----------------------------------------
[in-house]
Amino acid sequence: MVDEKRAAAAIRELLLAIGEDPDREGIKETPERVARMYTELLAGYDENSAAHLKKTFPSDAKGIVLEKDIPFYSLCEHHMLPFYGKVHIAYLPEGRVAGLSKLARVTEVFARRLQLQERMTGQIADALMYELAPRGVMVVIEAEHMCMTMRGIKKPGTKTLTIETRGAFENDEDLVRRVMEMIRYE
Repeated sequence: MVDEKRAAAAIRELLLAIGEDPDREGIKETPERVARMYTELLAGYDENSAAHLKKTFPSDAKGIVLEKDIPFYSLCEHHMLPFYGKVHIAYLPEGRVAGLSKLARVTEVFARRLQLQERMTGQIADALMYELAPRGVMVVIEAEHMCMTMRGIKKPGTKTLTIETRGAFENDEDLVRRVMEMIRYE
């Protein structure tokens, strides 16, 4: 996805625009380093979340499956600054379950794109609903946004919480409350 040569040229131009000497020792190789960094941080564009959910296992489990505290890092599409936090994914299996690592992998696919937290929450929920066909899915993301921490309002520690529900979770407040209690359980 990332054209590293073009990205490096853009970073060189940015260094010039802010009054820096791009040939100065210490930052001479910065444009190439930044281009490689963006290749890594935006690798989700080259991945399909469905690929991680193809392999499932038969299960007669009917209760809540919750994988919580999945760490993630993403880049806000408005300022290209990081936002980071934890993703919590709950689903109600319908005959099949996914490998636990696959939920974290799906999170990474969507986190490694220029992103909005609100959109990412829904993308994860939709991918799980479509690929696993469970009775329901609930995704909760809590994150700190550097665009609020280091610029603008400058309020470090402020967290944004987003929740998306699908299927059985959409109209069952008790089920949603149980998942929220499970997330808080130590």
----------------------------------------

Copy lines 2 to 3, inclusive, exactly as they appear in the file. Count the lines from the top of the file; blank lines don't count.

Amino acid sequence: MVDEKRAAAAIRELLLAIGEDPDREGIKETPERVARMYTELLAGYDENSAAHLKKTFPSDAKGIVLEKDIPFYSLCEHHMLPFYGKVHIAYLPEGRVAGLSKLARVTEVFARRLQLQERMTGQIADALMYELAPRGVMVVIEAEHMCMTMRGIKKPGTKTLTIETRGAFENDEDLVRRVMEMIRYE
Repeated sequence: MVDEKRAAAAIRELLLAIGEDPDREGIKETPERVARMYTELLAGYDENSAAHLKKTFPSDAKGIVLEKDIPFYSLCEHHMLPFYGKVHIAYLPEGRVAGLSKLARVTEVFARRLQLQERMTGQIADALMYELAPRGVMVVIEAEHMCMTMRGIKKPGTKTLTIETRGAFENDEDLVRRVMEMIRYE